COUNCIL chiefs have said they are "appalled" at "disingenuous" claims by health bosses over the future of a hospital ward.

Sue Jacques, chief executive at County Durham and Darlington NHS Foundation Trust (CDDFT), was at Durham County Hall yesterday to take questions on the possible closure of Ward 6 at Bishop Auckland Hospital.

But she shocked councillors when she said the trust had "never made a decision" to close the ward.

“I find it disingenuous to say you never said you would close Ward 6,” Councillor Andrea Patterson said in response. “There were dates for the last admittance and ward closure.

“We accepted a formal apology at the last meeting for you to say you never said you were going to close Ward 6 – I’m appalled.”

Councillor Patterson was supported by Councillor John Robinson, chairman of the Durham County Council’s Adults, Wellbeing and Health Overview and Scrutiny Committee.

He said: “The letter I sent had to be there by November 15 because the ward was closing on November 15. We’re here because we were told November 15 [was when the ward would close].”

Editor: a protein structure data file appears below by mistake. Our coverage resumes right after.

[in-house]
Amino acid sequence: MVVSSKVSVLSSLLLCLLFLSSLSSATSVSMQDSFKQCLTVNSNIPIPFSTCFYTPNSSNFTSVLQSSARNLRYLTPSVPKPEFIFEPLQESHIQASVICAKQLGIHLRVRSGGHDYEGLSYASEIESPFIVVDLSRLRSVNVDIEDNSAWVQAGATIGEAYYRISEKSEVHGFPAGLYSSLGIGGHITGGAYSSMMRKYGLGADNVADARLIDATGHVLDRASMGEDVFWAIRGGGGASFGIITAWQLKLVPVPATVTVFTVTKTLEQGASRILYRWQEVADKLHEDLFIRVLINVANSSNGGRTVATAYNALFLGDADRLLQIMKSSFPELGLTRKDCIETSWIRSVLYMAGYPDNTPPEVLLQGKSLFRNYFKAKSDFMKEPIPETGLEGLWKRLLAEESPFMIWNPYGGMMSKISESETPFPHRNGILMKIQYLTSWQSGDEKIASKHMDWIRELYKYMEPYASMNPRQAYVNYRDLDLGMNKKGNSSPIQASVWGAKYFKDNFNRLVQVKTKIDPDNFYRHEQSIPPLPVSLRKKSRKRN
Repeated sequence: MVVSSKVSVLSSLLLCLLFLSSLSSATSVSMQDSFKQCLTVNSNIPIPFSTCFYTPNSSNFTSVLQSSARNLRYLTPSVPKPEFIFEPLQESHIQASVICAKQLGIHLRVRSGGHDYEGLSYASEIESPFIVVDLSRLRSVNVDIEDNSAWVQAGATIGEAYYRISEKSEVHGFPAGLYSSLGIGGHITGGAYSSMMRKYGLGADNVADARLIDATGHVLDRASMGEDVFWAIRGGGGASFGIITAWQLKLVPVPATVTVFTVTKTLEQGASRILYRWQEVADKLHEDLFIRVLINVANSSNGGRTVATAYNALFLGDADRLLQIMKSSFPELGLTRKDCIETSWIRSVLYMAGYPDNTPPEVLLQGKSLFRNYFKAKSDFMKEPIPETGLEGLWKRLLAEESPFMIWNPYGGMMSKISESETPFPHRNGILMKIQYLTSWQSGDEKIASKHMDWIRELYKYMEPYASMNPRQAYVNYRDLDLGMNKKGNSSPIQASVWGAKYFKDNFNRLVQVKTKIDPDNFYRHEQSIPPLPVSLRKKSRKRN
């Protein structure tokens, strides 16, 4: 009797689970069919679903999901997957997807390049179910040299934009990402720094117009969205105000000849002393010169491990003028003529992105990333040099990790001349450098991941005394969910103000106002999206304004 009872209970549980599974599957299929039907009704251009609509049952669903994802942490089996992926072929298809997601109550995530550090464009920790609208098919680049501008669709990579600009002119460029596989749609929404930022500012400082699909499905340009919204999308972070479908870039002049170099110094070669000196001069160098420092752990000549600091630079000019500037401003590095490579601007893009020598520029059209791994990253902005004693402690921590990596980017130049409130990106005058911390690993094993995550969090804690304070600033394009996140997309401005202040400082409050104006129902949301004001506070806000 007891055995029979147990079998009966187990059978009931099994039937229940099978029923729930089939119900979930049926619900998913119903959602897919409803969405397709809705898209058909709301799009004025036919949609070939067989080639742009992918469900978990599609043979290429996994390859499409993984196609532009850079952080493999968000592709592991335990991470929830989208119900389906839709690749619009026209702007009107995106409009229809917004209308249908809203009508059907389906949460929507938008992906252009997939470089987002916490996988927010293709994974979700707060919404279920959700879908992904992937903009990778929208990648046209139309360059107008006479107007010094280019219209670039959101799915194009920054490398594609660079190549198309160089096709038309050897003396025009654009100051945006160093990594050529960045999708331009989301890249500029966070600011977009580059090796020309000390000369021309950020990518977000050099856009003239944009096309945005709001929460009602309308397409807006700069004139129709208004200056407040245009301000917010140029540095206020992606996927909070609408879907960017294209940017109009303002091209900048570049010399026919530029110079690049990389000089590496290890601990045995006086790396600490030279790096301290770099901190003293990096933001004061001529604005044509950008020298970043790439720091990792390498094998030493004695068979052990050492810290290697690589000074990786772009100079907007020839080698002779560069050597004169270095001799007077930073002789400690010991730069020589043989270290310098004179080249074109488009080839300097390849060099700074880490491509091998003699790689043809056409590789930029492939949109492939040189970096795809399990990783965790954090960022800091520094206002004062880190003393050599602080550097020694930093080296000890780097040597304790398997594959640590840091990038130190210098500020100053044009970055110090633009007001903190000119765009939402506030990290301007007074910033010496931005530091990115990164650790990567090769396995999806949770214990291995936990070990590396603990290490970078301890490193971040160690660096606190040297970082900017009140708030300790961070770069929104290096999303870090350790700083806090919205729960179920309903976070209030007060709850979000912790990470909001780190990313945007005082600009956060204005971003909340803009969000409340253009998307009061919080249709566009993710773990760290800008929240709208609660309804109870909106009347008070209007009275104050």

The ward is ran as a ‘step down’ ward is for patients who are not yet ready to return home, but do not need the full services of an acute hospital.

Last year, proposals which could see the ward shut down prompted protests demanding it be retained.

The committee’s previous meeting, in November, had prompted an apology from Carole Langrick, CDDFT’s executive director of operations, for the trust’s handling of the ward’s future.

Ms Jacques’s claims were in response to Councillor Charlie Kay, who accused hospital bosses of trying to shift care costs on to patients.

He said: “Ward 6 is doing an excellent job, [the hospital’s] questionnaire confirms that.

“An attempt to close it would create extra burden on the social care system – you are trying to abdicate your responsibility and place that on Durham County Council and council tax payers.”

He concluded by repeating a promise he previously made to a meeting of the full county council to demand a review by the Health Secretary if care chiefs decided to close the ward.

In response, Ms Jacques said: “We’ve never made a decision to close, we’ve been really clear about that.

“That’s not anything we’ve agreed at any point in the past.

“We’ve agreed we will work very closely with [the council] following the staff engagement process.”

A consultation with staff, patients and the public on the ward’s future is expected to continue until March.